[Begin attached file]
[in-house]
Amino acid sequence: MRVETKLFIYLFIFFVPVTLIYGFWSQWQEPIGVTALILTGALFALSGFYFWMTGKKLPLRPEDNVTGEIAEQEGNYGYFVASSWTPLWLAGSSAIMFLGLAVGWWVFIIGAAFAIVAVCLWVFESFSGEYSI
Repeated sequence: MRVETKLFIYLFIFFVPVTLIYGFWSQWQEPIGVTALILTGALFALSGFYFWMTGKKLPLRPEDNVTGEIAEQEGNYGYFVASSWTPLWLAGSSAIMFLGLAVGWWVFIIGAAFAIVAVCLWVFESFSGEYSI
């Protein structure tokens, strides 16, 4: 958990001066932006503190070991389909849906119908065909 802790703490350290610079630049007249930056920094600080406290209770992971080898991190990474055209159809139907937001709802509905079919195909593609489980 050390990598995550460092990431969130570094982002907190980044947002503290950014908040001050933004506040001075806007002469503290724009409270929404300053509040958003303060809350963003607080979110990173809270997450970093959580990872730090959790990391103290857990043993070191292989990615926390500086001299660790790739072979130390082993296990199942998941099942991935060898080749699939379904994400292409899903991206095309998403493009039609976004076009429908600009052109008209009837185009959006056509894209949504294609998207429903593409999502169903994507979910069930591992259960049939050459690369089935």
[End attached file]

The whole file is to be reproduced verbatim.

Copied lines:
[in-house]
Amino acid sequence: MRVETKLFIYLFIFFVPVTLIYGFWSQWQEPIGVTALILTGALFALSGFYFWMTGKKLPLRPEDNVTGEIAEQEGNYGYFVASSWTPLWLAGSSAIMFLGLAVGWWVFIIGAAFAIVAVCLWVFESFSGEYSI
Repeated sequence: MRVETKLFIYLFIFFVPVTLIYGFWSQWQEPIGVTALILTGALFALSGFYFWMTGKKLPLRPEDNVTGEIAEQEGNYGYFVASSWTPLWLAGSSAIMFLGLAVGWWVFIIGAAFAIVAVCLWVFESFSGEYSI
């Protein structure tokens, strides 16, 4: 958990001066932006503190070991389909849906119908065909 802790703490350290610079630049007249930056920094600080406290209770992971080898991190990474055209159809139907937001709802509905079919195909593609489980 050390990598995550460092990431969130570094982002907190980044947002503290950014908040001050933004506040001075806007002469503290724009409270929404300053509040958003303060809350963003607080979110990173809270997450970093959580990872730090959790990391103290857990043993070191292989990615926390500086001299660790790739072979130390082993296990199942998941099942991935060898080749699939379904994400292409899903991206095309998403493009039609976004076009429908600009052109008209009837185009959006056509894209949504294609998207429903593409999502169903994507979910069930591992259960049939050459690369089935």